British Telecom have upped their game. Since last week – when I blurted about my ex-flatmate's ongoing tussle with the company over shifting his internet connection to his new flat – they have been nothing but helpful. Notwithstanding a minor confusion over whether or not they would be sending around a team on Monday morning, they have done everything they could have. Several different representatives have been in touch and, I'm assured, my former flatmate is soon to be online.
Still, it shouldn't have taken a column in a national newspaper to accomplish this. The number of people who have written in with similar complaints – not just about BT, but about everyone – is astonishing. And really, decent customer service shouldn't be that hard. A case in point has been the experience I have had with T-Mobile over the last few days.
Last week I had pretty much everything of value that I own stolen: my wallet, my phone, my house keys. It was a nightmare. And while bank cards are always relatively easy to sort out, I was dreading the palava of getting a new phone. But, so far, it has gone brilliantly. The day after it was nicked, I called up and cancelled my Sim card. Then I rang the insurance company and ordered a new phone. It's on its way as we speak. Every T-Mobile customer service representative I've encountered has been delightful.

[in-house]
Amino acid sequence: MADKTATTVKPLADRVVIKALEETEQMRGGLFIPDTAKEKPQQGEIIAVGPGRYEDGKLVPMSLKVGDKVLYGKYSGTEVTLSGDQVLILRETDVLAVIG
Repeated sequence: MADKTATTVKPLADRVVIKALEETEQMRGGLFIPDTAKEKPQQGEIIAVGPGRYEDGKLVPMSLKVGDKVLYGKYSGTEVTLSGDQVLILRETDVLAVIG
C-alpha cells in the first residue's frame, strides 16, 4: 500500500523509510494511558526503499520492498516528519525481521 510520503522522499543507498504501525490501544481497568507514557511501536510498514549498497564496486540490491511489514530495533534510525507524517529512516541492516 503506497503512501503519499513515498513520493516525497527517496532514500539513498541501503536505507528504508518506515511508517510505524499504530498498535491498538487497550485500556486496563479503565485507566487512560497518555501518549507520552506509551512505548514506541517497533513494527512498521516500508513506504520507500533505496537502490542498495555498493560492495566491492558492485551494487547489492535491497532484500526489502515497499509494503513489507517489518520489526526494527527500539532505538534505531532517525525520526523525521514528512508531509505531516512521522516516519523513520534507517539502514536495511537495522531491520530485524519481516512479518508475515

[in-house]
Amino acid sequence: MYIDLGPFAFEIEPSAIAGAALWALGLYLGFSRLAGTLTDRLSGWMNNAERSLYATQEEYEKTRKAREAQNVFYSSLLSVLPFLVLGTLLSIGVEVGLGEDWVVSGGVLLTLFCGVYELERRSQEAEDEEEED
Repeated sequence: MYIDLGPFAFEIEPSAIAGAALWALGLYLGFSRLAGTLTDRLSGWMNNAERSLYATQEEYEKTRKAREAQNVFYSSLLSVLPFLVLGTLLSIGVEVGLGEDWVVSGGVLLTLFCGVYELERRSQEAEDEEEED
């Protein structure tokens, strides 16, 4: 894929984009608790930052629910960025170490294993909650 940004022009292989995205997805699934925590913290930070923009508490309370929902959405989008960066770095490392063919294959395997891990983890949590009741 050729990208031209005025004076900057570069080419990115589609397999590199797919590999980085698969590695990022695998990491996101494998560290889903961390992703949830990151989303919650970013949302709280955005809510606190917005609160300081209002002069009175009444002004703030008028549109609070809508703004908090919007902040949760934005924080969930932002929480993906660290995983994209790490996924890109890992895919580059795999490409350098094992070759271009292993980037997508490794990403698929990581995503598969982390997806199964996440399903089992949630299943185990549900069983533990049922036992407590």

Much less convenient, however, has been the process of getting my locks changed. I called an emergency locksmith near my home, who promised to arrive at around three. Of course, I didn't for a moment suspect they would be on time – though I was a little alarmed that an hour and 20 minutes later they were still "stuck in traffic". Things got worse when, four hours later, I was still stuck outside.
The locksmith appeared unable to actually pick a lock. "I just wish I had more experience with these things ..." he muttered. Two hours (and lots of drilling) later, he was joined by a colleague who proved equally inept. Another hour and a half later, they finally managed to force their way in – by which time it was 11.30. I had been sitting outside my flat with no money, phone, or food for over eight hours – and my door had so many drill-holes it looked like was imported straight from Sierra Leone.
The two incompetents have said I won't be charged – though we'll see. Their parent company have my card details, so I'm keeping a watchful eye on my bank balance. If they so much as remove 20p, you can be sure you'll be hearing about it.